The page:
If you invest, you’ll get access to Fidelity’s well-regarded financial planning tools, educational resources and customer service.
You can get a human advisor through the Personalized Planning & Advice platform; it charges 0.50% annually and requires at least $25,000 on deposit.
SigFig: Best for Performance
The Details: SigFig’s 30-month annualized return of 4.71% is the best in the industry as measured by Backend Benchmarking’s Robo Rankings. SigFig’s returns look even more impressive when you consider more complicated factors such as risk-adjusted performance.
SigFig launched in 2006 as Wikinvest, a Wikipedia-style free portfolio tracking service. After building 400,000 users, it converted to a robo-advisor under the new name in 2012.
SigFig requires a $2,000 account minimum but does not charge an annual management fee on the first $10,000 you invest — and charges only 0.25% above $10,000.
If you invest at least $10,000, you’ll get unlimited free 15-minute consultations with financial advisors. They aren’t required to be Certified Financial Planners, and you do have to make appointments. But it’s unusual to get free access to human advice at that modest level of investment amount and fees.
SigFig’s retirement-based tools are especially strong. And the platform will even flag issues such as high fees or poor diversification if you let it analyze your external investment accounts.
SoFi: Best for Low Fees
The Details: SoFi charges the lowest fees of any robo-advisor I reviewed. That includes $0 in annual advisor fees and a minuscule average weighted expense ratio. With a minimum deposit of just $1, SoFi is one of the most accessible robo-advisors for new investors.
A good portion of your SoFi portfolio will probably consist of low-cost Vanguard mutual funds. Those funds have been a part of many respected passive investment strategies. The rudimentary nature of the portfolios may or may not optimize long-term performance. But they definitely contribute to the low fees.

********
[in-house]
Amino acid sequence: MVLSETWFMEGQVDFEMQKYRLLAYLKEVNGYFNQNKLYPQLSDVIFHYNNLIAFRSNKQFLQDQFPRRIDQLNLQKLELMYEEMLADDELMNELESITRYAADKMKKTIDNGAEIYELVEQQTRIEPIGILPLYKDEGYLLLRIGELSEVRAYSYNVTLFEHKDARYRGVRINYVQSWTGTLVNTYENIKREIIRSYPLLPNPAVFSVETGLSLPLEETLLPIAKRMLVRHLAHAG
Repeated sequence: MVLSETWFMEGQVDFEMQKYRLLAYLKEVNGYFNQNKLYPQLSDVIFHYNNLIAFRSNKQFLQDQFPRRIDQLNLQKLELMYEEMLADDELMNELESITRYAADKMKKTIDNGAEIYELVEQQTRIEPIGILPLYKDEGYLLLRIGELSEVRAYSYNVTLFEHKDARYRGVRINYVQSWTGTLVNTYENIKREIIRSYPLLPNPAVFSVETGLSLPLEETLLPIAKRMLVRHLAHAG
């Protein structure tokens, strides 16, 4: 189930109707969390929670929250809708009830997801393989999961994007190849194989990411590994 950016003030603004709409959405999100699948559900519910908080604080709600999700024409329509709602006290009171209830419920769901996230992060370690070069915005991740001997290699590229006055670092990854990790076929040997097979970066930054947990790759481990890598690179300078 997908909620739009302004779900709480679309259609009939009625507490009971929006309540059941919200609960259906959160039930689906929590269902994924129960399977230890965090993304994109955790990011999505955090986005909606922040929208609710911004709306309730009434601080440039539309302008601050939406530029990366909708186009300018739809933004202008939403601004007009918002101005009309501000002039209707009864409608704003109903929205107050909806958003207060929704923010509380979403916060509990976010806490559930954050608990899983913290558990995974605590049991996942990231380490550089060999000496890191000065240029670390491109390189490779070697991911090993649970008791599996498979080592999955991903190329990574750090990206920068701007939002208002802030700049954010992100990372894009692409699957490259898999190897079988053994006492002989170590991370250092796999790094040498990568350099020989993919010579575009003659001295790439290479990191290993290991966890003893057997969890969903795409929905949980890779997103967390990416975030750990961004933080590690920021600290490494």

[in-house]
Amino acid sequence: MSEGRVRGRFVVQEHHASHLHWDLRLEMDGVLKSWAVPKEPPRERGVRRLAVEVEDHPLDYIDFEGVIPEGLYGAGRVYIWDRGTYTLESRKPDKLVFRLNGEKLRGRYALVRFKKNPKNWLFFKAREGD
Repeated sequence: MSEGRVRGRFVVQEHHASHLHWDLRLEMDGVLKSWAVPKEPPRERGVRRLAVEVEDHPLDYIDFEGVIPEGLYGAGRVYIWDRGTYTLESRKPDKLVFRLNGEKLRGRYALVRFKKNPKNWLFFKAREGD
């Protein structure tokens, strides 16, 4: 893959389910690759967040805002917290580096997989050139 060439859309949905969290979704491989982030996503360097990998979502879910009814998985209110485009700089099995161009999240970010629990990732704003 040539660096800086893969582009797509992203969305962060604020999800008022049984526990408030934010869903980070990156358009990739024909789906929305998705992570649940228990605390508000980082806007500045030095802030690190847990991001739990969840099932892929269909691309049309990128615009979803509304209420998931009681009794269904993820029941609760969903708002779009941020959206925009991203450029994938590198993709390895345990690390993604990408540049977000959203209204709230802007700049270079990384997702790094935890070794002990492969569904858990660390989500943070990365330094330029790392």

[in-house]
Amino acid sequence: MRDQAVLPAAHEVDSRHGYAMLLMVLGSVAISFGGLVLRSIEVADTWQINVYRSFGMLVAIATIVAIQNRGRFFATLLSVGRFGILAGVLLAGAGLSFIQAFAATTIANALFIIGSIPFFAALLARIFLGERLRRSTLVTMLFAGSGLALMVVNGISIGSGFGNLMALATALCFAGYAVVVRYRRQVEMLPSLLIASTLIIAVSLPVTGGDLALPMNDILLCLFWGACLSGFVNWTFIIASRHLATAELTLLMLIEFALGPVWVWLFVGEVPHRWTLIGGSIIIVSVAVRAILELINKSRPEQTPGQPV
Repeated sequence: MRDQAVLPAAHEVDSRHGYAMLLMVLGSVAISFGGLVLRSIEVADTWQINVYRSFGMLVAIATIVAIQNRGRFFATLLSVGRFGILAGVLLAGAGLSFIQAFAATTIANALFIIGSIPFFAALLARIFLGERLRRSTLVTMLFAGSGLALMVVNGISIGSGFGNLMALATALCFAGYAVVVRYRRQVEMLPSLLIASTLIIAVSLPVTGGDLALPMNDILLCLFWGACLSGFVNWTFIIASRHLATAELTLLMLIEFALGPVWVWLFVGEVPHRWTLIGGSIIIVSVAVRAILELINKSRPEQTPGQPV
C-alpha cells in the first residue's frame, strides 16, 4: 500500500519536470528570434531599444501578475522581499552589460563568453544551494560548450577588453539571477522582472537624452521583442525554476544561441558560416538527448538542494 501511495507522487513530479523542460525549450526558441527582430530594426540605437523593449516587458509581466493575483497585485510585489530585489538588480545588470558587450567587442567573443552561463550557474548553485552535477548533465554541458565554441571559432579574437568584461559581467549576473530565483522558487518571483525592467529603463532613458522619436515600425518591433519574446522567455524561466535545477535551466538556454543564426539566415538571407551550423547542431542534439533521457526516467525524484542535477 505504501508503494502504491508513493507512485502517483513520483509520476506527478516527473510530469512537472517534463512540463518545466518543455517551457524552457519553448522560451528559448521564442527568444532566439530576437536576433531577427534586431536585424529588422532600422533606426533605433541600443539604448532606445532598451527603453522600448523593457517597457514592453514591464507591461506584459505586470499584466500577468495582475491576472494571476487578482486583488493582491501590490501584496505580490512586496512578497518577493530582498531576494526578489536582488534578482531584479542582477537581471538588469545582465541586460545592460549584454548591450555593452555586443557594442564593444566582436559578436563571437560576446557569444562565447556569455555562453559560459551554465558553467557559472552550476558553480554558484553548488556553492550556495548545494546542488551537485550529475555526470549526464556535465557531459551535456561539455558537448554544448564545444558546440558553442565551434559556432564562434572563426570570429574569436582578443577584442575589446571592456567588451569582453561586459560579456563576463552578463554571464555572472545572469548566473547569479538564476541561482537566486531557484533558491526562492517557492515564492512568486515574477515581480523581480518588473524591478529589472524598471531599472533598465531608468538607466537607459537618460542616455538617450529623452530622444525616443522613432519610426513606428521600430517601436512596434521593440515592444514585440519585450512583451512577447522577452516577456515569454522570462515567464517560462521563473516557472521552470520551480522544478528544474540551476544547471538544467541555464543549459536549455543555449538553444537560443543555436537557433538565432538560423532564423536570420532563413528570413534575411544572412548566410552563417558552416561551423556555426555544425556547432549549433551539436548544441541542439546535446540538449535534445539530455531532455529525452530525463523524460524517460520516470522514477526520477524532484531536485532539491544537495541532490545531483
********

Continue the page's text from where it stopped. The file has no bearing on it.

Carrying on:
SoFi started as a company that offered student loans at universities with affluent alumni bases. The company has expanded to offer saving, planning and investing in an attempt to build long-term financial relationships with those students.
Customers get unlimited free access to Certified Financial Planners via video call or chat. If you invest at least $20 per month, you’ll get free career coaching, access to members-only events and discounted rates on SoFi loans.
The company has created its own exchange-traded funds (ETFs), which are currently set to charge 0.19% expense ratios after a promotional period ends in June 2021.
TD Ameritrade: Best for Traditional Investors
The Details: Schwab acquired TD Ameritrade in a deal that closed in October 2020. Schwab is still in the process of merging the two companies. It’s unclear as of this writing how Schwab will integrate TD Ameritrade’s robo-advisor options.
For now, TD Ameritrade remains one of the best robo-advisors. Its “Essential Portfolios” option requires a $5,000 account minimum. But its 0.30% annual fee, paired with some of the lowest additional management costs in the industry, are strong points.
In its current form, TD Ameritrade lets all of its customers talk with financial consultants at no additional cost. These consultants are available on the phone or even in person at local branches. They can create a comprehensive financial plan for you that goes beyond investing.
It’s rare for a robo-advisor to offer the type of financial planning that TD Ameritrade does to all of its investors.
TD Ameritrade offers “Selective Portfolios” (min. $25,000) and “Personalized Portfolios” (min. $250,000) with additional features that veer toward full-service advice.